This Expert Says Some Of The Best Olive Oil Comes From Costco

This Expert Says Some Of The Best Olive Oil Comes From Costco
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Navigating the olive oil aisle can be daunting. There are too many labels, too many choices, and too many stories about fraud (not to mention, even the cheapest bottles are pretty expensive).

But one chef and cookbook author, Samin Nosrat, has shared great tips for finding an everyday olive oil in her new book Salt Fat Acid Heat ― and you’re going to love one of those tips, in particular.

According to Nosrat, one of the best-tasting olive oils you can get for your money comes from Costco. It’s Kirkland Signature Organic Extra Virgin Olive Oil, and a 2-liter bottle retails for $21.49. (It’s also available on Amazon for a dollar more.)

That’s a lot of olive oil for a very reasonable price. Nosrat informs readers that Kirkland’s olive oil “regularly scores well on independent administered quality analyses.” And that’s good enough for us.

If you don’t have a Costco membership, she also shares her standby choices which include Seka Hills, Katz and California Olive Ranch. But how does she pick which oils are best?

How to find a great olive oil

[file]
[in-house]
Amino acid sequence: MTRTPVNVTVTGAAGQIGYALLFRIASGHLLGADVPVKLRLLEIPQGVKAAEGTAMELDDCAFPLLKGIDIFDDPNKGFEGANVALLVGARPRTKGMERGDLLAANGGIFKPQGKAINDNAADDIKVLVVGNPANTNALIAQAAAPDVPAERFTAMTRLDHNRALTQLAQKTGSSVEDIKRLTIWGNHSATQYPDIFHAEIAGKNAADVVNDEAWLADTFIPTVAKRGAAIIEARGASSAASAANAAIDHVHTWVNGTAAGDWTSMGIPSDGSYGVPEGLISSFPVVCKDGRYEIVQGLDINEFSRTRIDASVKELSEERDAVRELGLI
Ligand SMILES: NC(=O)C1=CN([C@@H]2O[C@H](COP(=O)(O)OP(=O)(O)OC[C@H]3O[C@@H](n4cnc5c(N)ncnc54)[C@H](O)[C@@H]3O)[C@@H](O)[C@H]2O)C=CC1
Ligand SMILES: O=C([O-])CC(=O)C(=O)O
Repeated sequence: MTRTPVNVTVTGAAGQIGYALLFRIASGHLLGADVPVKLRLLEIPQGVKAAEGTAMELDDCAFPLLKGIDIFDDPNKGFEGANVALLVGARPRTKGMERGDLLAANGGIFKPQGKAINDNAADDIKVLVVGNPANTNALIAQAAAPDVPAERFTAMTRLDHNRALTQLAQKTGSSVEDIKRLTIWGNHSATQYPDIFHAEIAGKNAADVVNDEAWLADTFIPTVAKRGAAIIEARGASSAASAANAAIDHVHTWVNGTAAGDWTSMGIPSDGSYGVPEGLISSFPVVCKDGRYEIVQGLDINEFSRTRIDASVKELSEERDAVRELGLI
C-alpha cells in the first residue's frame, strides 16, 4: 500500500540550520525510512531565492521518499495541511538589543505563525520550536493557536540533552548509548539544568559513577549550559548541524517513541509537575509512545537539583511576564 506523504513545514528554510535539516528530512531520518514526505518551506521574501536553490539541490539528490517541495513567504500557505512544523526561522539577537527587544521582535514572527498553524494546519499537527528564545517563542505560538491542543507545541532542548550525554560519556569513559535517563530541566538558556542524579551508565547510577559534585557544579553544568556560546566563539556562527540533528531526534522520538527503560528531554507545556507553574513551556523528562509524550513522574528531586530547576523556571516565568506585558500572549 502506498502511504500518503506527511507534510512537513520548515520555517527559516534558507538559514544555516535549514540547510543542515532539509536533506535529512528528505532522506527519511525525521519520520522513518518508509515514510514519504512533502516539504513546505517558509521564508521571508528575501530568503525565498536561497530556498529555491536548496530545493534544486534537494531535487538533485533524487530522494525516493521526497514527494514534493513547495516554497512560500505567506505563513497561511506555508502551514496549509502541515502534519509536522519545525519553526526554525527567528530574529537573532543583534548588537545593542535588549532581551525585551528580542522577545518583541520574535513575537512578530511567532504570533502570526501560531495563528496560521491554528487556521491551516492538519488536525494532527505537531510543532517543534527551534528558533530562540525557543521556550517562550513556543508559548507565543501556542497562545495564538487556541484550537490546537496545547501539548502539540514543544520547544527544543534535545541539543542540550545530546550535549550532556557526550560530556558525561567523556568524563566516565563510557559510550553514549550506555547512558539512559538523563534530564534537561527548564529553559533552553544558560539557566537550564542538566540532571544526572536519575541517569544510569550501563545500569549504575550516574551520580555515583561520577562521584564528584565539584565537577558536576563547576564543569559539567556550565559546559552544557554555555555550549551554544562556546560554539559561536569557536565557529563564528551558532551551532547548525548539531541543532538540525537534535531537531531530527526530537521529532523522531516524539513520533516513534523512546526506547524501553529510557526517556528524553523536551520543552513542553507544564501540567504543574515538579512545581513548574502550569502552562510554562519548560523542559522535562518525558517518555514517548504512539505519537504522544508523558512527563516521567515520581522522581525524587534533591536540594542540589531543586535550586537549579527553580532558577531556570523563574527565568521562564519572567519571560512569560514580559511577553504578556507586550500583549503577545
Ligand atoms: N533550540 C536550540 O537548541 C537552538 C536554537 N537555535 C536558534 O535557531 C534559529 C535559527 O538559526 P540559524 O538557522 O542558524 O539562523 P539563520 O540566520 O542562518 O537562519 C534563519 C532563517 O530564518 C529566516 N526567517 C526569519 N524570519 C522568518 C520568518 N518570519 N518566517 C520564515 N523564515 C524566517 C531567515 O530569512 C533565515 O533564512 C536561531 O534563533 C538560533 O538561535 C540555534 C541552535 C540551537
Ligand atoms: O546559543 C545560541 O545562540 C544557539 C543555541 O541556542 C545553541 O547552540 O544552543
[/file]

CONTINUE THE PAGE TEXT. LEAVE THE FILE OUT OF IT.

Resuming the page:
To really find an everyday olive oil that’s right for you, Nosrat recommends using your taste buds. Taste, not price, she says is the most important factor. An olive oil that tastes good to one person might not taste good to another. Whether you like fruity, pungent, spicy or bright is up to you, but just make sure your oil isn’t bitter or rancid. That’s the mark of a bad one.

Another thing to look for is 100 percent California or Italian olives, because it takes quality olives to make good olive oil. Labels like “Packed in Italy” or “Made in Italy” don’t guarantee anything, because the olives could have come from anywhere in the world.

And pay attention to the production date. Olive oil will start to go rancid about 12 to 14 months after being pressed, says Nosrat.

How to store and use great olive oil

Once you get your hands on one you like, make sure you store it properly. Light causes olive oil to go bad, so store it in a cool, dark place like a cupboard or in a dark glass bottle.

Nosrat recommends having one bottle of olive oil that’s designated for everyday, general cooking use ― this one should have a more mild flavor that won’t compete with other ingredients, but shouldn’t be extra-virgin since you’ll be cooking with it ― and a finishing olive oil to be used when you want the flavor of the olive oil to stand out, to be used in salad dressings or salsas (extra virgin is good here).

And remember, olive oil has a low smoke point so don’t use it for everything. If you’re going to fry fish, for example, put the olive oil down. There is a time and a place for other oils.

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